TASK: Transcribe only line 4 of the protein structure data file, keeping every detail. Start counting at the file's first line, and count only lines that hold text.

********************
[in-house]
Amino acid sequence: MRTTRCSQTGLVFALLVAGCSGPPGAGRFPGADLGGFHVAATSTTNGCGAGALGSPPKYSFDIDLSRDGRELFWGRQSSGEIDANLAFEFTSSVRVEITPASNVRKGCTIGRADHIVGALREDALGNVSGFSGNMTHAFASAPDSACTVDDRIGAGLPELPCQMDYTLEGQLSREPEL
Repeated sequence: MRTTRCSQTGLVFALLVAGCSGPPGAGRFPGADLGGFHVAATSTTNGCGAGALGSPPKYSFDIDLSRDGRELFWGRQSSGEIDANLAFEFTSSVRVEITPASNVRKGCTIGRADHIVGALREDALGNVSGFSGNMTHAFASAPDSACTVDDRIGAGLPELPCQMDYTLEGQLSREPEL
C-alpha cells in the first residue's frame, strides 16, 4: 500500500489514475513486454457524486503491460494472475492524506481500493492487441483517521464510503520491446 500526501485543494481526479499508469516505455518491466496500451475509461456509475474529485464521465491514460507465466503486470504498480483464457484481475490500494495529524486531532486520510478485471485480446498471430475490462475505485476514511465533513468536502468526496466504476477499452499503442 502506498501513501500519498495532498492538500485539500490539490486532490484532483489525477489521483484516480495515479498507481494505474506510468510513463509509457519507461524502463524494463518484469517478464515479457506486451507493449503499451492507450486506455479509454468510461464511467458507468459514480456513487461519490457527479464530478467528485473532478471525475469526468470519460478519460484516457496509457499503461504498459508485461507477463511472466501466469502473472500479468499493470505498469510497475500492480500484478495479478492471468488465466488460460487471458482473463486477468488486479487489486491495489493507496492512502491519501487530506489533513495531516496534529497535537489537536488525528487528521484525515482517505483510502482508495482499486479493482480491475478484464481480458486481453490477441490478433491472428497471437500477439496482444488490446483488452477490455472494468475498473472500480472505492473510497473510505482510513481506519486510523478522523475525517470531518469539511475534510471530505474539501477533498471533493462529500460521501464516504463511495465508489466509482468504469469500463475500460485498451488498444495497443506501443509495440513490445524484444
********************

C-alpha cells in the first residue's frame, strides 16, 4: 500500500489514475513486454457524486503491460494472475492524506481500493492487441483517521464510503520491446 500526501485543494481526479499508469516505455518491466496500451475509461456509475474529485464521465491514460507465466503486470504498480483464457484481475490500494495529524486531532486520510478485471485480446498471430475490462475505485476514511465533513468536502468526496466504476477499452499503442 502506498501513501500519498495532498492538500485539500490539490486532490484532483489525477489521483484516480495515479498507481494505474506510468510513463509509457519507461524502463524494463518484469517478464515479457506486451507493449503499451492507450486506455479509454468510461464511467458507468459514480456513487461519490457527479464530478467528485473532478471525475469526468470519460478519460484516457496509457499503461504498459508485461507477463511472466501466469502473472500479468499493470505498469510497475500492480500484478495479478492471468488465466488460460487471458482473463486477468488486479487489486491495489493507496492512502491519501487530506489533513495531516496534529497535537489537536488525528487528521484525515482517505483510502482508495482499486479493482480491475478484464481480458486481453490477441490478433491472428497471437500477439496482444488490446483488452477490455472494468475498473472500480472505492473510497473510505482510513481506519486510523478522523475525517470531518469539511475534510471530505474539501477533498471533493462529500460521501464516504463511495465508489466509482468504469469500463475500460485498451488498444495497443506501443509495440513490445524484444